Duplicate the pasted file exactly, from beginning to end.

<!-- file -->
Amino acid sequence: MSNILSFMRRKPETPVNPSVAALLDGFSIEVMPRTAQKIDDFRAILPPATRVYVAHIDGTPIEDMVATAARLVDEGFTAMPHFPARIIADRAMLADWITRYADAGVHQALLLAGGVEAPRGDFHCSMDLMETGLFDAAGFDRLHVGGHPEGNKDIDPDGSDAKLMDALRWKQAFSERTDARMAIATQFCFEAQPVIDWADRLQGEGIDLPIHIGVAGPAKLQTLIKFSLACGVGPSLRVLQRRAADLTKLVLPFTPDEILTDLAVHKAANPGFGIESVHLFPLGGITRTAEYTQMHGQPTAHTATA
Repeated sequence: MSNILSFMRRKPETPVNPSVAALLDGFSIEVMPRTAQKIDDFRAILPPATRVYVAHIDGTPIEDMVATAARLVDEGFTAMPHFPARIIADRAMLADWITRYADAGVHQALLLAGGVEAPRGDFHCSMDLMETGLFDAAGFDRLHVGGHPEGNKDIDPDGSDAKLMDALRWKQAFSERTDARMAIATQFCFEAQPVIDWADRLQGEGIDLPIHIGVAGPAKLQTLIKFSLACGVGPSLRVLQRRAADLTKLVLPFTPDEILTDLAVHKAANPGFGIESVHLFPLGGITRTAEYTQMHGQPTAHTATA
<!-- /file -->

Amino acid sequence: MSNILSFMRRKPETPVNPSVAALLDGFSIEVMPRTAQKIDDFRAILPPATRVYVAHIDGTPIEDMVATAARLVDEGFTAMPHFPARIIADRAMLADWITRYADAGVHQALLLAGGVEAPRGDFHCSMDLMETGLFDAAGFDRLHVGGHPEGNKDIDPDGSDAKLMDALRWKQAFSERTDARMAIATQFCFEAQPVIDWADRLQGEGIDLPIHIGVAGPAKLQTLIKFSLACGVGPSLRVLQRRAADLTKLVLPFTPDEILTDLAVHKAANPGFGIESVHLFPLGGITRTAEYTQMHGQPTAHTATA
Repeated sequence: MSNILSFMRRKPETPVNPSVAALLDGFSIEVMPRTAQKIDDFRAILPPATRVYVAHIDGTPIEDMVATAARLVDEGFTAMPHFPARIIADRAMLADWITRYADAGVHQALLLAGGVEAPRGDFHCSMDLMETGLFDAAGFDRLHVGGHPEGNKDIDPDGSDAKLMDALRWKQAFSERTDARMAIATQFCFEAQPVIDWADRLQGEGIDLPIHIGVAGPAKLQTLIKFSLACGVGPSLRVLQRRAADLTKLVLPFTPDEILTDLAVHKAANPGFGIESVHLFPLGGITRTAEYTQMHGQPTAHTATA